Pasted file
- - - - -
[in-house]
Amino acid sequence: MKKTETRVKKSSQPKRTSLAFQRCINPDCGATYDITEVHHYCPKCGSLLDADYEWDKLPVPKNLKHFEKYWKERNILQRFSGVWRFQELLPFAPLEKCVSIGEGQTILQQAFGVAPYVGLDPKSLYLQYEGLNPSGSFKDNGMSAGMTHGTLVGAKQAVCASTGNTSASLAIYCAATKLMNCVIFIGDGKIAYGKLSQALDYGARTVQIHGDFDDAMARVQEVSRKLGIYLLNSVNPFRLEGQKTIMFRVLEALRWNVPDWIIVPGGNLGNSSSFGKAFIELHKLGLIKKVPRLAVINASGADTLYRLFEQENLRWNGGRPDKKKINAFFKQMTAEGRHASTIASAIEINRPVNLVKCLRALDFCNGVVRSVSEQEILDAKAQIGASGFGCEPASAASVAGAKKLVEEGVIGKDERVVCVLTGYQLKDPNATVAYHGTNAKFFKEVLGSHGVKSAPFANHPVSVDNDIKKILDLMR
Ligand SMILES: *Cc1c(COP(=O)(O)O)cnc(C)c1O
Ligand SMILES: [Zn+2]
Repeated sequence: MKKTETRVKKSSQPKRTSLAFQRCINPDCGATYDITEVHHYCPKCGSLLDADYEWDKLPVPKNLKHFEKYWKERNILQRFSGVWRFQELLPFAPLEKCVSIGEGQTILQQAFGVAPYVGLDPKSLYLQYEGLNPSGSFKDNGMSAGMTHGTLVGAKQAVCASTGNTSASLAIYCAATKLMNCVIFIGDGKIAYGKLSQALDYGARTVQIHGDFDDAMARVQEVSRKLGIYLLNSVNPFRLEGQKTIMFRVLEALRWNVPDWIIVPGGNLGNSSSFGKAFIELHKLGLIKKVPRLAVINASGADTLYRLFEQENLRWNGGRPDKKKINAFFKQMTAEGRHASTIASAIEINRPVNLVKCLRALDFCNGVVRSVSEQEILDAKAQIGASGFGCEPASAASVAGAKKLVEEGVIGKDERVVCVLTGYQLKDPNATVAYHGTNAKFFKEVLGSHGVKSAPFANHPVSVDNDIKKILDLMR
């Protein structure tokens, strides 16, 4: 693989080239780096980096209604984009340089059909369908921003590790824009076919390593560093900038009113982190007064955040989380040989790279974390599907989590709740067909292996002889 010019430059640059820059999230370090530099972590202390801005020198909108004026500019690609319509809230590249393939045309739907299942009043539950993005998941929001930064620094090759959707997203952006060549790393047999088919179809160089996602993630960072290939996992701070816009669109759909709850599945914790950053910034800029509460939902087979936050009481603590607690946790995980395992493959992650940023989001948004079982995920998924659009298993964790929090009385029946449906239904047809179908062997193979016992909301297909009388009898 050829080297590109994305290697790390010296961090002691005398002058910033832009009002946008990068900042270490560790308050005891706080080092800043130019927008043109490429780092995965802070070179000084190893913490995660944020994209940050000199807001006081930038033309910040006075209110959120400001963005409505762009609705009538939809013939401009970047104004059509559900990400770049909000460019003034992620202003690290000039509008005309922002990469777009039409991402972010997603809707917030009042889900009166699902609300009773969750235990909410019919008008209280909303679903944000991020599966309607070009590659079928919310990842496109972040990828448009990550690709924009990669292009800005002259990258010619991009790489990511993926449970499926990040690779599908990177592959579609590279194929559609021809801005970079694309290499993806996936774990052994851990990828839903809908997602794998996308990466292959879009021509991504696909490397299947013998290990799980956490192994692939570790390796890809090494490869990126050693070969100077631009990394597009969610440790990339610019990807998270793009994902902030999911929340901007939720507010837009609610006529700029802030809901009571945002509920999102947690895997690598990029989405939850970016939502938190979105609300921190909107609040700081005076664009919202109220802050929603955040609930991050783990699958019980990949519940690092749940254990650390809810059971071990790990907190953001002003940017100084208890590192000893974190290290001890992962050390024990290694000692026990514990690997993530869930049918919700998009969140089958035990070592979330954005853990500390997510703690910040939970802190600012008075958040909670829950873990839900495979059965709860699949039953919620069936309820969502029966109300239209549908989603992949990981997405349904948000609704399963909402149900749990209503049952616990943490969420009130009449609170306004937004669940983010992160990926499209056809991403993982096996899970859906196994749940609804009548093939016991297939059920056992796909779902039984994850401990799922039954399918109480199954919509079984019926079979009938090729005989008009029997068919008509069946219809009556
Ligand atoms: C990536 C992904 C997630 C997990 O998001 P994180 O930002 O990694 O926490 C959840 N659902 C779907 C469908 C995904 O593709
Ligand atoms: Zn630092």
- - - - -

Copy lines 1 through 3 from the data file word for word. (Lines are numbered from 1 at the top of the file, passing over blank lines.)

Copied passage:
[in-house]
Amino acid sequence: MKKTETRVKKSSQPKRTSLAFQRCINPDCGATYDITEVHHYCPKCGSLLDADYEWDKLPVPKNLKHFEKYWKERNILQRFSGVWRFQELLPFAPLEKCVSIGEGQTILQQAFGVAPYVGLDPKSLYLQYEGLNPSGSFKDNGMSAGMTHGTLVGAKQAVCASTGNTSASLAIYCAATKLMNCVIFIGDGKIAYGKLSQALDYGARTVQIHGDFDDAMARVQEVSRKLGIYLLNSVNPFRLEGQKTIMFRVLEALRWNVPDWIIVPGGNLGNSSSFGKAFIELHKLGLIKKVPRLAVINASGADTLYRLFEQENLRWNGGRPDKKKINAFFKQMTAEGRHASTIASAIEINRPVNLVKCLRALDFCNGVVRSVSEQEILDAKAQIGASGFGCEPASAASVAGAKKLVEEGVIGKDERVVCVLTGYQLKDPNATVAYHGTNAKFFKEVLGSHGVKSAPFANHPVSVDNDIKKILDLMR
Ligand SMILES: *Cc1c(COP(=O)(O)O)cnc(C)c1O